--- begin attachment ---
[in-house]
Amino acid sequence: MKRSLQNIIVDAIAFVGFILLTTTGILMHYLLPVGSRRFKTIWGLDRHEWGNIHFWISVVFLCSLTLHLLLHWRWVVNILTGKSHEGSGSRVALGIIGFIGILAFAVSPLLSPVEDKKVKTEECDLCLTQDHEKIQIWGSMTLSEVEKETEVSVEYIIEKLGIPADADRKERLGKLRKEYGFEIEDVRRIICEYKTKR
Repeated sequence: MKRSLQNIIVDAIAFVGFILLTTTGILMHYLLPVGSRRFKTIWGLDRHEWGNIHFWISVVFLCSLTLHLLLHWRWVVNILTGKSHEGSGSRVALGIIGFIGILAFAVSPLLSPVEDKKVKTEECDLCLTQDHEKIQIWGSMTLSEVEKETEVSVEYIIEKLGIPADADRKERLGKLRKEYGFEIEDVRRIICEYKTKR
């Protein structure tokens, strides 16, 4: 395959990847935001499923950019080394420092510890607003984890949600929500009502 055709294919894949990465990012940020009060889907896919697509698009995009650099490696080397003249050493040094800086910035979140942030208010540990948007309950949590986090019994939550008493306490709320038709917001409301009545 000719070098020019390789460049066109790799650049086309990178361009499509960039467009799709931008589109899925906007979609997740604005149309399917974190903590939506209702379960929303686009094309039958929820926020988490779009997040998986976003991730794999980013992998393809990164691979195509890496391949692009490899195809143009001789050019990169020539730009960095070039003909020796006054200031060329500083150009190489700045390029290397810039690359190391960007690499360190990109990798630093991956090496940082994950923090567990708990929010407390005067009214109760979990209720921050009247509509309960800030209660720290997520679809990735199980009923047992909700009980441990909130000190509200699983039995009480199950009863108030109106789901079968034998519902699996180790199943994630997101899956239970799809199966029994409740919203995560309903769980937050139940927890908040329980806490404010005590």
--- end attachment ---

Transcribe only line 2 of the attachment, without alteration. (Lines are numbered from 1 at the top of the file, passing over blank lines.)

Amino acid sequence: MKRSLQNIIVDAIAFVGFILLTTTGILMHYLLPVGSRRFKTIWGLDRHEWGNIHFWISVVFLCSLTLHLLLHWRWVVNILTGKSHEGSGSRVALGIIGFIGILAFAVSPLLSPVEDKKVKTEECDLCLTQDHEKIQIWGSMTLSEVEKETEVSVEYIIEKLGIPADADRKERLGKLRKEYGFEIEDVRRIICEYKTKR